What's next for these apps? Work on Acorn 6.2 will begin shortly, as will Retrobatch 1.1. WWDC introduced some great new APIs that I want to take advantage of (cool new machine learning things), so that'll be a focus- as well as Dark Mode for Acorn and one other major thing I've got planned. Retrobatch will probably also get the Dark Mode treatment, but not until I've done it for Acorn first.
So it's going to be a busy summer, but I'm looking forward to it.
"As we’ve seen, this is far from a mere inversion of the default Appearance. Apple has gone through and fine-tuned the smallest details to make this work.
"For example, the window shadows are different between the Light and Dark Appearance. In Dark Mode, they are a little crisper and slightly more opaque, complete with an inner stroke around the edges of windows to help them appear more defined.
"Another example of this is Desktop Tinting, a technique Aqua uses to alter the grays used in Dark Mode to be more harmonious with the current Desktop picture."
When Dark Mode was first introduced in the keynote, up on the big screen, I was pretty disappointed. It looked incredibly garish. But after installing Mojave and trying it out in person, I've decided I really like it. I've got a bunch of work to bring Acorn and Retrobatch up to speed with it, but I think it'll be worth it.
All the newsletter emails have gone out, and the press releases, and the quick updates to the website and store, and I've even started on version 1.0.1 to fix a crasher. Which is all to say Retrobatch 1.0 was released yesterday!
We've been flooded with ideas and inquiries, which is always a good sign. And the sales aren't too bad either. Thanks to everyone who's tried it out, and the nice write-ups it's received, and if you haven't checked it out already- why not?!
There were times in the development of Retrobatch that I wasn't so sure it was a great idea to spend this much time on a new and unproven app. I usually start a little smaller. And it was supposed to ship last September. But the original beta testers were enthusiastic about it and finding interesting new things to do with it I hadn't considered. I was also finding areas of cross pollination between Retrobatch and Acorn (and which is only going to grow in the future).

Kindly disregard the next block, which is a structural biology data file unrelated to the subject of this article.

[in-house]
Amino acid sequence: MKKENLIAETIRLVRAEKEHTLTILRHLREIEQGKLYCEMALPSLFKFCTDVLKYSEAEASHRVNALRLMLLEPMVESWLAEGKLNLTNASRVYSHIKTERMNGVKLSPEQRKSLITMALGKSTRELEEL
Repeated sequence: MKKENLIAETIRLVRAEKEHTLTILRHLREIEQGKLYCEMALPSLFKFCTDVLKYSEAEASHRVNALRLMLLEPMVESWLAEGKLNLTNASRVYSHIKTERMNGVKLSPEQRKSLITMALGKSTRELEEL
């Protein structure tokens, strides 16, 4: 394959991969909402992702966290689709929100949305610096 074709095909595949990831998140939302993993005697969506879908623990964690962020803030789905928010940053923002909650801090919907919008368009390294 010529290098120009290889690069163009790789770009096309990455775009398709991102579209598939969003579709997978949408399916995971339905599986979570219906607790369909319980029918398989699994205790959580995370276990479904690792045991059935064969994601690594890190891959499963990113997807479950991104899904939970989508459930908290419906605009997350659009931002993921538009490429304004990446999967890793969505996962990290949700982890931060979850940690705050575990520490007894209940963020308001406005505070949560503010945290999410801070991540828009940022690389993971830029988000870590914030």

For instance, the initial work to bring Metal to Acorn 6.1 was originally done in Retrobatch. Since I had no legacy code to worry about with Retrobatch 1.0, I started with Metal from the beginning. And with that experience I was able to figure out how I could move code around and refactor Acorn in an intelligent way to bring Metal rendering there. And of course a number of the nodes in Retrobatch are obviously derived from Acorn.
And all the experience with working with wide gamut images and deep colors in Acorn meant that I had Retrobatch able to flawlessly handle those types of images from the start.
It's nice having two apps that nicely dovetail each other, and can build on each other.
In the past when I would switch from working on VoodooPad to Acorn, it would sometimes take me a couple of weeks to get my brain in the right mode for dealing with the different problems. And while there's still a bit of a context switch when moving from Retrobatch to Acorn, it's not nearly the same as it was with VP. The architectures are very different between Retrobatch and Acorn, but they both use the same core libraries and that really helps.
So what's next? I've already started on Retrobatch 1.0.1, and I'm going to start working on Acorn 6.2 as well. But I've also already started on a number of new nodes for Retrobatch (like levels, compositing, writing animated gifs) so there will probably be a RB 1.1 release sooner rather than later.
And next week is WWDC, so I've got a little bit of celebrating to do there first.
Retrobatch is the name of my new MacOS app, and it's in public beta right now.
Retrobatch is a node based (not the JS language) batch image processor. A bit like Quartz Composer, and a bit like Audio Hijack. But for images. Lots and lots of images (or maybe a few or even one).